Finally, driven in part by its commitment to public discourse and attempts to talk about technology as a whole, the Kass Council has sought to revive the possibility of referencing nature — especially human nature — as a norm. This is undoubtedly the Council's most problematic stance. It no doubt constitutes in part an extension of Kass's effort in his 1985 book, Toward a More Natural Science, to respond to Strauss's admission in the preface to Natural Right and History (1953) that the demise of natural law ethics can be traced to a loss of the teleological understanding of nature, which was itself at the core of the modern scientific project that itself turns science into the handmaid of technology. But more importantly, it derives from the fact that in the public realm nature is much more commonly taken as a basis for normative reflection than, say, utility or deontology. Despite more than five hundred years of scientific corrosion acting on the concept of nature, nature to some degree remains a source of awe and a kind of ontological correlate of moral order: "the starry heavens above me and the moral law within me" (Immanuel Kant, Critique of Practical Reason , 1788, Akademie vol. 5, p. 161).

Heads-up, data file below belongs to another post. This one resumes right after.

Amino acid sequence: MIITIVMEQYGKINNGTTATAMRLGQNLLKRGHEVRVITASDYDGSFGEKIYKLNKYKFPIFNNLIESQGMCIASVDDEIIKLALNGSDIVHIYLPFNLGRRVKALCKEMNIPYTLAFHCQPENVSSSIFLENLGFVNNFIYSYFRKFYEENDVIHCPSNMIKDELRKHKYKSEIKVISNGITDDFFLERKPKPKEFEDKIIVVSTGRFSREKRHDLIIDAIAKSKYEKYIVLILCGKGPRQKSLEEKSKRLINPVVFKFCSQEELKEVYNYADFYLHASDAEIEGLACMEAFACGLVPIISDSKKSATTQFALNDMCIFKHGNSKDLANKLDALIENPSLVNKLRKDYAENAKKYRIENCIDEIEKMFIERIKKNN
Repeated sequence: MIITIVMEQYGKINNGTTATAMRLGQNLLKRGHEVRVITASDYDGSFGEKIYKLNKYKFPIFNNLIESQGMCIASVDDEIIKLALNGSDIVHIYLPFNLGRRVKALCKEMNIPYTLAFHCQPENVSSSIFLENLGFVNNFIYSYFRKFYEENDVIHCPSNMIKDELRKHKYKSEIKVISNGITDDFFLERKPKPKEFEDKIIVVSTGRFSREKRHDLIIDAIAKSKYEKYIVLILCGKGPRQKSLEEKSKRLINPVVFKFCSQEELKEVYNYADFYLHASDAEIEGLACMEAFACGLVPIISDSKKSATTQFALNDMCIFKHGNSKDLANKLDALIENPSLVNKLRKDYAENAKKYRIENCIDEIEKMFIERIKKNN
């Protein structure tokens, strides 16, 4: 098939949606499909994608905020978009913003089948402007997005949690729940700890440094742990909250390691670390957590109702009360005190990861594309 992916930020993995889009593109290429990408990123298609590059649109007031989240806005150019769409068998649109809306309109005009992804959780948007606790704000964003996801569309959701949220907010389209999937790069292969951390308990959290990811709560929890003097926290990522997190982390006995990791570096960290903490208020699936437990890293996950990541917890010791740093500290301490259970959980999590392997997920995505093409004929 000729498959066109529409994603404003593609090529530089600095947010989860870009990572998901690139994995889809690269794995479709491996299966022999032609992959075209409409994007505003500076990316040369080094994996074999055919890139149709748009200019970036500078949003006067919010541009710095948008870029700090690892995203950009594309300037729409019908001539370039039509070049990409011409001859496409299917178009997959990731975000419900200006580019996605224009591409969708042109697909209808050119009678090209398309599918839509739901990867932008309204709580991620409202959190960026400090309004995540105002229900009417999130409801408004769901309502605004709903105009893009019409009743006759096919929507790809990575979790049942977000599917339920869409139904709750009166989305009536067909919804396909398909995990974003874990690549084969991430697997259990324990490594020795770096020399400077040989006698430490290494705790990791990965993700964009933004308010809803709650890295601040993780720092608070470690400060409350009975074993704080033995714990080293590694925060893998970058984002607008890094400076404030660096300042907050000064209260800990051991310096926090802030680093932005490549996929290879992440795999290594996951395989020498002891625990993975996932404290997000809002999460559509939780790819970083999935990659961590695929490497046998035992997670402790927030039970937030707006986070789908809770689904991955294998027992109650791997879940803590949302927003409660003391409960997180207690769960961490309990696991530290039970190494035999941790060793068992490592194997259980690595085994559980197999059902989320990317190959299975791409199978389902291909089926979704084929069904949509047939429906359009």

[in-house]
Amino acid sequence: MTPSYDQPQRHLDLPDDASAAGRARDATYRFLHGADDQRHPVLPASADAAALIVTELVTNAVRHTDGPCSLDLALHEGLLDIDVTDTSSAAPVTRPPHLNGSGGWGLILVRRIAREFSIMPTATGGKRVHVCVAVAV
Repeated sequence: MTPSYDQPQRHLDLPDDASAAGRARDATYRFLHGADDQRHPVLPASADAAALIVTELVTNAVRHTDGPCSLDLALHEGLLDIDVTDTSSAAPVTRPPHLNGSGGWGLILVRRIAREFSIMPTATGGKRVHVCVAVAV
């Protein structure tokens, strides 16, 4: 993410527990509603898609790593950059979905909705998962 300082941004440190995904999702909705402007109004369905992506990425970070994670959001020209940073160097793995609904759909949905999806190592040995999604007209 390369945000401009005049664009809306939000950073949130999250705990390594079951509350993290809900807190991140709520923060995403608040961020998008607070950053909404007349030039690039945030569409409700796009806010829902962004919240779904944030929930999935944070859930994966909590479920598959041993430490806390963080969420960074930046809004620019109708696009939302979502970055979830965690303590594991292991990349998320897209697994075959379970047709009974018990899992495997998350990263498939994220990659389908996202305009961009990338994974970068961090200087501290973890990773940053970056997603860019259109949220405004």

It is worth noting, for instance, the persistence of nature as a touchstone in both liberal and conservative traditions of criticism in North America. Political liberals tends to take external nature (the environment) as some kind of good to be preserved, while political conservatives often appeal to social or inner nature (social traditions and human nature) as norms. The former criticize environmental pollution, the latter attempts to alter traditional social orders, including especially religious ideas and beliefs, or proposals to re-engineer human nature. What is significant is that both sides of the political spectrum grant some normativity to some (however attenuated) aspects of nature. Is ethics best served by the prosecution of a philosophical attack on even this residual form of nature, or by some attempt at the sympathetic interpretation if not rehabilitation of such appeals?